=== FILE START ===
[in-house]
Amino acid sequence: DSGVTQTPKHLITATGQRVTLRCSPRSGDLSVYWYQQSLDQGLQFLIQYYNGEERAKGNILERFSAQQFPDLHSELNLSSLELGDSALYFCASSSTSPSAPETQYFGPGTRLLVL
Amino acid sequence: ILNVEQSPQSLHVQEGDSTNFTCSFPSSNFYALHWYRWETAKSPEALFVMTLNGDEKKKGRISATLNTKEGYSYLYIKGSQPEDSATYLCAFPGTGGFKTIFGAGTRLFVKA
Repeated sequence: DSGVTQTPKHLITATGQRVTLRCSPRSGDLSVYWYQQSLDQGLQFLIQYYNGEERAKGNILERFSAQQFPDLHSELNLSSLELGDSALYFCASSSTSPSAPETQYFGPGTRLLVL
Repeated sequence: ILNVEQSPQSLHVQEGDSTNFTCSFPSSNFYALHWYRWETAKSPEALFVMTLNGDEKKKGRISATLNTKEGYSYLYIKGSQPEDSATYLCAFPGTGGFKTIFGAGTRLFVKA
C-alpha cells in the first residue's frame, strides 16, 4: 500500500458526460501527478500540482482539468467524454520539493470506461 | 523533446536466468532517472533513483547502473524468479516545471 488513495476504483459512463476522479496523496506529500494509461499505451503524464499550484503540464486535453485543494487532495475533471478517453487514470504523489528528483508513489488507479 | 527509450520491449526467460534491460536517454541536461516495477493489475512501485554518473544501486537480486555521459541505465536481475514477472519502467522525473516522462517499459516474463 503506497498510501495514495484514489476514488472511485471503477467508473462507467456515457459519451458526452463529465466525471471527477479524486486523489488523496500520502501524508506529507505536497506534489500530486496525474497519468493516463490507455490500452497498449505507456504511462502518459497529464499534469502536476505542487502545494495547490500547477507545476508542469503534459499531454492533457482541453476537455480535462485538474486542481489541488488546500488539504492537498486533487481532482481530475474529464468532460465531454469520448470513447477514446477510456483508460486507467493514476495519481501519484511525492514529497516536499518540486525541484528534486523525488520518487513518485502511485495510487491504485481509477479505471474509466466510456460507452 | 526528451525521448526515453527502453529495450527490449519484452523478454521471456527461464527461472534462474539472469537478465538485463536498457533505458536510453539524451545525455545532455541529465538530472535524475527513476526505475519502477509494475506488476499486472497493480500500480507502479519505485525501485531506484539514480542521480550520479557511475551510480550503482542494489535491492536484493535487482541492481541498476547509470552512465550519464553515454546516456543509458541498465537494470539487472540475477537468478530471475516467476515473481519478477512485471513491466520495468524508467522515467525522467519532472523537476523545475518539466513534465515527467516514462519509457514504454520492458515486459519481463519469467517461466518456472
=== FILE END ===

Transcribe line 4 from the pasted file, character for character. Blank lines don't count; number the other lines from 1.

Repeated sequence: DSGVTQTPKHLITATGQRVTLRCSPRSGDLSVYWYQQSLDQGLQFLIQYYNGEERAKGNILERFSAQQFPDLHSELNLSSLELGDSALYFCASSSTSPSAPETQYFGPGTRLLVL